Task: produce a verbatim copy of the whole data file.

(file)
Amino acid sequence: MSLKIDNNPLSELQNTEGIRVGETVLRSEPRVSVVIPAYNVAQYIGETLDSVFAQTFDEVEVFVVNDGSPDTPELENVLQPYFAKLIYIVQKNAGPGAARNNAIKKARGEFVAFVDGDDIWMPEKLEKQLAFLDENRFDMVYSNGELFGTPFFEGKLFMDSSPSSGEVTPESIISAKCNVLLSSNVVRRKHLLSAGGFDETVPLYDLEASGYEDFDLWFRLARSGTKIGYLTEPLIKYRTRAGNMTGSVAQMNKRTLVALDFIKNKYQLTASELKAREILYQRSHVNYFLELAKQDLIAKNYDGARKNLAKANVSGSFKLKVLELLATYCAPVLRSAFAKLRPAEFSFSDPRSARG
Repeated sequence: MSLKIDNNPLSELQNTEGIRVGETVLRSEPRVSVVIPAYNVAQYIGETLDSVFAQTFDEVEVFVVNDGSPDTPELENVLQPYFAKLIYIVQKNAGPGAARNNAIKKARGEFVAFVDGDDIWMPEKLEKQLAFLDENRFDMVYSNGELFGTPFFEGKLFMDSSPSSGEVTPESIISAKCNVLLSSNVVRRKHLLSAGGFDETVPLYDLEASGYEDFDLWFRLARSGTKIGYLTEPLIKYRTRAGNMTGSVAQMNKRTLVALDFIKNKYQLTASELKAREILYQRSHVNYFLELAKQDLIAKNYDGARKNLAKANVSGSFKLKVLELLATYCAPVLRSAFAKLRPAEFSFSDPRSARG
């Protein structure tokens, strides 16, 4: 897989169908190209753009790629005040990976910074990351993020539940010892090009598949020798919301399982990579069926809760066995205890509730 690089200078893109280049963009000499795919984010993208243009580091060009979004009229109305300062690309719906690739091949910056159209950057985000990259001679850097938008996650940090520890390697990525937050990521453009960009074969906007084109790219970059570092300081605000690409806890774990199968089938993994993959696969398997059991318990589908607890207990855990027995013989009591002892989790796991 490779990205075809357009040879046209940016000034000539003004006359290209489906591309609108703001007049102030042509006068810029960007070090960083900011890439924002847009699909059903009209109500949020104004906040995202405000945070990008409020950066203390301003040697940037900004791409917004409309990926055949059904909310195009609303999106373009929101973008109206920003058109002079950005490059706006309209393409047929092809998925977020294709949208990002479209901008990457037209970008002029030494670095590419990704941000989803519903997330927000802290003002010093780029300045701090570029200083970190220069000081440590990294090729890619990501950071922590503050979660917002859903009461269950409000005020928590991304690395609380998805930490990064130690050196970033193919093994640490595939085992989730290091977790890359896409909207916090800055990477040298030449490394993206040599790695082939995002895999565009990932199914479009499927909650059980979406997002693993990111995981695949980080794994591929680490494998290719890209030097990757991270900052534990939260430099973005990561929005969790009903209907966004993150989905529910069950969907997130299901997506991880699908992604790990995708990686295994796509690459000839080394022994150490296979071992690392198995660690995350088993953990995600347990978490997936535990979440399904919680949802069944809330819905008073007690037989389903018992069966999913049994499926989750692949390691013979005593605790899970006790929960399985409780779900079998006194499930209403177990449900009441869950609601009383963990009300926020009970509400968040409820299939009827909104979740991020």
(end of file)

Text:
Amino acid sequence: MSLKIDNNPLSELQNTEGIRVGETVLRSEPRVSVVIPAYNVAQYIGETLDSVFAQTFDEVEVFVVNDGSPDTPELENVLQPYFAKLIYIVQKNAGPGAARNNAIKKARGEFVAFVDGDDIWMPEKLEKQLAFLDENRFDMVYSNGELFGTPFFEGKLFMDSSPSSGEVTPESIISAKCNVLLSSNVVRRKHLLSAGGFDETVPLYDLEASGYEDFDLWFRLARSGTKIGYLTEPLIKYRTRAGNMTGSVAQMNKRTLVALDFIKNKYQLTASELKAREILYQRSHVNYFLELAKQDLIAKNYDGARKNLAKANVSGSFKLKVLELLATYCAPVLRSAFAKLRPAEFSFSDPRSARG
Repeated sequence: MSLKIDNNPLSELQNTEGIRVGETVLRSEPRVSVVIPAYNVAQYIGETLDSVFAQTFDEVEVFVVNDGSPDTPELENVLQPYFAKLIYIVQKNAGPGAARNNAIKKARGEFVAFVDGDDIWMPEKLEKQLAFLDENRFDMVYSNGELFGTPFFEGKLFMDSSPSSGEVTPESIISAKCNVLLSSNVVRRKHLLSAGGFDETVPLYDLEASGYEDFDLWFRLARSGTKIGYLTEPLIKYRTRAGNMTGSVAQMNKRTLVALDFIKNKYQLTASELKAREILYQRSHVNYFLELAKQDLIAKNYDGARKNLAKANVSGSFKLKVLELLATYCAPVLRSAFAKLRPAEFSFSDPRSARG
């Protein structure tokens, strides 16, 4: 897989169908190209753009790629005040990976910074990351993020539940010892090009598949020798919301399982990579069926809760066995205890509730 690089200078893109280049963009000499795919984010993208243009580091060009979004009229109305300062690309719906690739091949910056159209950057985000990259001679850097938008996650940090520890390697990525937050990521453009960009074969906007084109790219970059570092300081605000690409806890774990199968089938993994993959696969398997059991318990589908607890207990855990027995013989009591002892989790796991 490779990205075809357009040879046209940016000034000539003004006359290209489906591309609108703001007049102030042509006068810029960007070090960083900011890439924002847009699909059903009209109500949020104004906040995202405000945070990008409020950066203390301003040697940037900004791409917004409309990926055949059904909310195009609303999106373009929101973008109206920003058109002079950005490059706006309209393409047929092809998925977020294709949208990002479209901008990457037209970008002029030494670095590419990704941000989803519903997330927000802290003002010093780029300045701090570029200083970190220069000081440590990294090729890619990501950071922590503050979660917002859903009461269950409000005020928590991304690395609380998805930490990064130690050196970033193919093994640490595939085992989730290091977790890359896409909207916090800055990477040298030449490394993206040599790695082939995002895999565009990932199914479009499927909650059980979406997002693993990111995981695949980080794994591929680490494998290719890209030097990757991270900052534990939260430099973005990561929005969790009903209907966004993150989905529910069950969907997130299901997506991880699908992604790990995708990686295994796509690459000839080394022994150490296979071992690392198995660690995350088993953990995600347990978490997936535990979440399904919680949802069944809330819905008073007690037989389903018992069966999913049994499926989750692949390691013979005593605790899970006790929960399985409780779900079998006194499930209403177990449900009441869950609601009383963990009300926020009970509400968040409820299939009827909104979740991020």